"It's just amazing - the good people of the Valley," Bobby said.
"We are originally from the Akron area and people who attended the benefit really believe we would never have had that response had we had it up north. It was just unbelievable," Cheryl said in retrospect. "The people are just something here - they really are."
The Benners appreciate those who support being organ donors, too.
About three years after the surgery, the Benners met with the family of the donor who provided Bobby with a heart. Her name was Dana. She was 20.
It wasn't their initial intention, though.
"All I wanted to do was send a thank-you card," Cheryl said. "How can you not thank someone for saving your husband's life," she said in explaining her reason for wanting to communicate with the donor's family.
The Benners explained they made the request through C.O.R.E. out of Pittsburgh. C.O.R.E. is an acronym for the Center for Organ Recovery and Education, which is "a nonprofit organization dedicated to promoting donation, education and research for the purpose of saving and improving the quality of life through organ, tissue and corneal transplantation," according to its website.
Cheryl said it was a hard card to write.
"It took a long time to write it," she said of her struggle to find the right words, to pen it well.
Then came a desire to meet, to come face to face.
"They're like a go-between," Cheryl explained. "You send a letter to C.O.R.E., C.O.R.E. gets ahold of the donor family and vice versa."
If both sides agree to connecting, a meeting is arranged in the CORE offices.
"They bring you together (for a meeting in the C.O.R.E. offices), and whether or not you want to take it from there, you decide," Bob said.
"We had that initial meeting with the donor family at least three years out," Cheryl said. "It was winter and snow was everywhere." They met the donor's parents and two siblings.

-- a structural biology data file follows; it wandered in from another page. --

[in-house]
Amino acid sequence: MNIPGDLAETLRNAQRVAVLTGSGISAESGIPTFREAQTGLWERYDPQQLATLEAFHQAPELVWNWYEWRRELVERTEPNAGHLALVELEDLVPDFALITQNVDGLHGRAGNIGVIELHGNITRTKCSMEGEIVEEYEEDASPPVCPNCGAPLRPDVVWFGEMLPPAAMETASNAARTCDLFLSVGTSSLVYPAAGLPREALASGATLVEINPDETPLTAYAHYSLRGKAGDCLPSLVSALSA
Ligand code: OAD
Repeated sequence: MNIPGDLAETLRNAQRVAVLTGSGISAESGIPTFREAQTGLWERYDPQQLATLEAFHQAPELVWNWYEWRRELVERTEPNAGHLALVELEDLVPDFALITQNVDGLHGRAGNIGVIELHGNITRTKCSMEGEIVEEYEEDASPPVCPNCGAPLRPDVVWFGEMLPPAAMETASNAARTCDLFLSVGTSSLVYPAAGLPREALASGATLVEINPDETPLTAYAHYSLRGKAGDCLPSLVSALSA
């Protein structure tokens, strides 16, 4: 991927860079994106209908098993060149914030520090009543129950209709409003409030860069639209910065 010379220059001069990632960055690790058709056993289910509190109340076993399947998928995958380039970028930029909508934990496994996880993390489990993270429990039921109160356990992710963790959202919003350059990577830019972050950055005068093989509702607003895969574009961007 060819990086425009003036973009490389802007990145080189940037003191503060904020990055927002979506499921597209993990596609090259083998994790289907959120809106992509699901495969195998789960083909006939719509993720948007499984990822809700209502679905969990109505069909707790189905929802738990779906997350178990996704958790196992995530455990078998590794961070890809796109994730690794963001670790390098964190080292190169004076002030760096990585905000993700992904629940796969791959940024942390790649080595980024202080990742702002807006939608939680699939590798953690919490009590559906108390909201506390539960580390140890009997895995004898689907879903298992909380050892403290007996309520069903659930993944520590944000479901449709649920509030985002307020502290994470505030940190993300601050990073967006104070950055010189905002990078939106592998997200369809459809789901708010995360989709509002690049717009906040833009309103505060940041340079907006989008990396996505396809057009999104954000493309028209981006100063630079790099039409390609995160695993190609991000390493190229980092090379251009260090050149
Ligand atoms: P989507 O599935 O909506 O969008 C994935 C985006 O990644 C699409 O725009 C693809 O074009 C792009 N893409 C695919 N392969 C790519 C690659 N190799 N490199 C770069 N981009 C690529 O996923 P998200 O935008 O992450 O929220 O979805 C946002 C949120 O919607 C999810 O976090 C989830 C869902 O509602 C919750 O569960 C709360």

They ended up all going out to dinner.
"It was like we had always known them," Cheryl said of the relationship's evolution.
An emotional retelling moment came for Cheryl in remembering the donor mother's request: Could she listen to the heartbeat from Bobby's chest from the heart that was her daughter's?
"That was really something," Cheryl said.
At least twice a year, the Benners and the donor's family from Pennsylvania get together, their most recent visit just weeks ago. Bobby presented them with a barn quilt square made in Dana's memory.
"They're good people," he said. "We've become very, very good friends with our donor family," he said.
The Benners identified what their message is to readers, their "words of wisdom."
Bobby said, "Keep your faith. Things happen, and you've just got to bounce back the best you can."
"You take life, you take your family and friends for granted too often when things are going good," he added.
Both encouraged people to consider being organ donors.
Cheryl said she has a chance to do that in her job with the Bureau of Motor Vehicles. It might seem like a coincidence to some but not Cheryl. "I think that's one of the reasons I was brought to that job in my mind," she said.
"It truly works, and there's so much need," she added.
Bobby said people normally only get one shot at life.
"You don't get two usually. I got two," he said.
"I thank God every day for him," Cheryl said.
(Kiaski can be contacted a firstname.lastname@example.org.)